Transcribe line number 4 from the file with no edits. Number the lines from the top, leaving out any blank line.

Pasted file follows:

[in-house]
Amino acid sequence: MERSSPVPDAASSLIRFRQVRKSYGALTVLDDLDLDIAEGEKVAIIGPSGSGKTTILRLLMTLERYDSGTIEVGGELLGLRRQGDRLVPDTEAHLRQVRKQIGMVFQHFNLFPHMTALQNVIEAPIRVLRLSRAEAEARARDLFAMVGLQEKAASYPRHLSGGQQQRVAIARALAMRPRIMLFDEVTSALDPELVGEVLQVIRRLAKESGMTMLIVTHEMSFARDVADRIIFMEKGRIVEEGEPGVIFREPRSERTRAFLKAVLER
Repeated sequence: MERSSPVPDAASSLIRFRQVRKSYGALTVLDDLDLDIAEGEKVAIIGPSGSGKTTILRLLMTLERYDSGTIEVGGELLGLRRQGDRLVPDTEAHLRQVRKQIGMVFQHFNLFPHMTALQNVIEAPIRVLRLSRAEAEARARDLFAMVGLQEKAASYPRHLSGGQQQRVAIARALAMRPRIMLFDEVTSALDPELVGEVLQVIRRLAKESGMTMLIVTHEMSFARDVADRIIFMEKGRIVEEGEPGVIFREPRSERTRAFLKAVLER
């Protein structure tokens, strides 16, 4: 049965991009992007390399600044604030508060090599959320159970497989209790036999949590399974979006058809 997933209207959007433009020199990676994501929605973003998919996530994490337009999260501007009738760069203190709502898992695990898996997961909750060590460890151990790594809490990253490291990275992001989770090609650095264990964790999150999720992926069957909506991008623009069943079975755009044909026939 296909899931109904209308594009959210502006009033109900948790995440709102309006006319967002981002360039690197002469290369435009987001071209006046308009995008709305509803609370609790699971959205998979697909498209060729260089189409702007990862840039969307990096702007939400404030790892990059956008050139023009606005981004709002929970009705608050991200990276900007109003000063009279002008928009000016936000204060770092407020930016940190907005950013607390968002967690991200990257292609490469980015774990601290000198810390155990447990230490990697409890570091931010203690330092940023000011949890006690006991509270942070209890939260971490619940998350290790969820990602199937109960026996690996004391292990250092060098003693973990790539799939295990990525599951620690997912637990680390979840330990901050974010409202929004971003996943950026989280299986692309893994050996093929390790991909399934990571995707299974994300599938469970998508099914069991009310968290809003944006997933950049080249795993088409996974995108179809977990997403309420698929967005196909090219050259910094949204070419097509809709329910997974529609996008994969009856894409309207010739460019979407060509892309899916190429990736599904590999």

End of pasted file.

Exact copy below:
């Protein structure tokens, strides 16, 4: 049965991009992007390399600044604030508060090599959320159970497989209790036999949590399974979006058809 997933209207959007433009020199990676994501929605973003998919996530994490337009999260501007009738760069203190709502898992695990898996997961909750060590460890151990790594809490990253490291990275992001989770090609650095264990964790999150999720992926069957909506991008623009069943079975755009044909026939 296909899931109904209308594009959210502006009033109900948790995440709102309006006319967002981002360039690197002469290369435009987001071209006046308009995008709305509803609370609790699971959205998979697909498209060729260089189409702007990862840039969307990096702007939400404030790892990059956008050139023009606005981004709002929970009705608050991200990276900007109003000063009279002008928009000016936000204060770092407020930016940190907005950013607390968002967690991200990257292609490469980015774990601290000198810390155990447990230490990697409890570091931010203690330092940023000011949890006690006991509270942070209890939260971490619940998350290790969820990602199937109960026996690996004391292990250092060098003693973990790539799939295990990525599951620690997912637990680390979840330990901050974010409202929004971003996943950026989280299986692309893994050996093929390790991909399934990571995707299974994300599938469970998508099914069991009310968290809003944006997933950049080249795993088409996974995108179809977990997403309420698929967005196909090219050259910094949204070419097509809709329910997974529609996008994969009856894409309207010739460019979407060509892309899916190429990736599904590999």